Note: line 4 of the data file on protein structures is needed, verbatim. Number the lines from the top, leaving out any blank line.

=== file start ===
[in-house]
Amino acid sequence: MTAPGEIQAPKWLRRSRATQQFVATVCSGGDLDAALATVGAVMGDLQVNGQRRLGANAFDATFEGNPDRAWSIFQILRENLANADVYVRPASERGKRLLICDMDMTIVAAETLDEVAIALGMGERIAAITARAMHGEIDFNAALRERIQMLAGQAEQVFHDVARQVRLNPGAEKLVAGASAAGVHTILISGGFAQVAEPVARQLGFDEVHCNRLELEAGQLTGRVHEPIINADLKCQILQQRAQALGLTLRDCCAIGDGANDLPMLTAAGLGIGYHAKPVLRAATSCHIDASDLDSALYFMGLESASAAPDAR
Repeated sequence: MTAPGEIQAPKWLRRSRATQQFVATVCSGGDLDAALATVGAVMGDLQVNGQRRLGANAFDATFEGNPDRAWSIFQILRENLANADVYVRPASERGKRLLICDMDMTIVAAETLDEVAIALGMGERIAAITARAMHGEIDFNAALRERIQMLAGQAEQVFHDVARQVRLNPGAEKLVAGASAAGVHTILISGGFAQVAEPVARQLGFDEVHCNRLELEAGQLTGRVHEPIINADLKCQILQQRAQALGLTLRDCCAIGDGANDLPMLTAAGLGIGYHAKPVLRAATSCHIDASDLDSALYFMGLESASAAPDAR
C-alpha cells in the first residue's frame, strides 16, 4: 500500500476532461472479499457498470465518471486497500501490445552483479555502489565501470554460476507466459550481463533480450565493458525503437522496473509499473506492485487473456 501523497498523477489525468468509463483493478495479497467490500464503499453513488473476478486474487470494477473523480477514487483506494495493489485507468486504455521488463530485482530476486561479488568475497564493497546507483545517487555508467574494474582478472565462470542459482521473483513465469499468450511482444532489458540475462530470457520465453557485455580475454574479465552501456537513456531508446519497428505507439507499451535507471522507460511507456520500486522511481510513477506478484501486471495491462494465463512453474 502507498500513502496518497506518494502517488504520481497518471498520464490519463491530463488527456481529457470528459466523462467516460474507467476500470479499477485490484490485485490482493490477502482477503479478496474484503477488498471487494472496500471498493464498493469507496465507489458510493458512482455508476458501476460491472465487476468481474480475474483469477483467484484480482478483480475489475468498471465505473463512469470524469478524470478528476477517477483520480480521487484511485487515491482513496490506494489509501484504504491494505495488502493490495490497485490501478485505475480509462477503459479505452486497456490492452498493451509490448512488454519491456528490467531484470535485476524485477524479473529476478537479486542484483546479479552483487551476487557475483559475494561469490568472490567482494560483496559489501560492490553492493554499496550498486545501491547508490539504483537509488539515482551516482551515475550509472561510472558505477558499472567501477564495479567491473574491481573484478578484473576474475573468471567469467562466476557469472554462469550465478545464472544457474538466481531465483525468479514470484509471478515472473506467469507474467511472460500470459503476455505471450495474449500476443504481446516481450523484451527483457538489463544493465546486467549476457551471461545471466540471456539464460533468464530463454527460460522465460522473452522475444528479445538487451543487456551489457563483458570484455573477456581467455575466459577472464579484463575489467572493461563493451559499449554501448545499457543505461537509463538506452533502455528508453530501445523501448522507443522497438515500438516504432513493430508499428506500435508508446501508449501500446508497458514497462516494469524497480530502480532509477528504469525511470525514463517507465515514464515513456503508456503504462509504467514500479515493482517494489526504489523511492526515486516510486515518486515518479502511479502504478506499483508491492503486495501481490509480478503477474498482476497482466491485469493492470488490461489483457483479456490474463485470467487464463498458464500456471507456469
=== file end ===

C-alpha cells in the first residue's frame, strides 16, 4: 500500500476532461472479499457498470465518471486497500501490445552483479555502489565501470554460476507466459550481463533480450565493458525503437522496473509499473506492485487473456 501523497498523477489525468468509463483493478495479497467490500464503499453513488473476478486474487470494477473523480477514487483506494495493489485507468486504455521488463530485482530476486561479488568475497564493497546507483545517487555508467574494474582478472565462470542459482521473483513465469499468450511482444532489458540475462530470457520465453557485455580475454574479465552501456537513456531508446519497428505507439507499451535507471522507460511507456520500486522511481510513477506478484501486471495491462494465463512453474 502507498500513502496518497506518494502517488504520481497518471498520464490519463491530463488527456481529457470528459466523462467516460474507467476500470479499477485490484490485485490482493490477502482477503479478496474484503477488498471487494472496500471498493464498493469507496465507489458510493458512482455508476458501476460491472465487476468481474480475474483469477483467484484480482478483480475489475468498471465505473463512469470524469478524470478528476477517477483520480480521487484511485487515491482513496490506494489509501484504504491494505495488502493490495490497485490501478485505475480509462477503459479505452486497456490492452498493451509490448512488454519491456528490467531484470535485476524485477524479473529476478537479486542484483546479479552483487551476487557475483559475494561469490568472490567482494560483496559489501560492490553492493554499496550498486545501491547508490539504483537509488539515482551516482551515475550509472561510472558505477558499472567501477564495479567491473574491481573484478578484473576474475573468471567469467562466476557469472554462469550465478545464472544457474538466481531465483525468479514470484509471478515472473506467469507474467511472460500470459503476455505471450495474449500476443504481446516481450523484451527483457538489463544493465546486467549476457551471461545471466540471456539464460533468464530463454527460460522465460522473452522475444528479445538487451543487456551489457563483458570484455573477456581467455575466459577472464579484463575489467572493461563493451559499449554501448545499457543505461537509463538506452533502455528508453530501445523501448522507443522497438515500438516504432513493430508499428506500435508508446501508449501500446508497458514497462516494469524497480530502480532509477528504469525511470525514463517507465515514464515513456503508456503504462509504467514500479515493482517494489526504489523511492526515486516510486515518486515518479502511479502504478506499483508491492503486495501481490509480478503477474498482476497482466491485469493492470488490461489483457483479456490474463485470467487464463498458464500456471507456469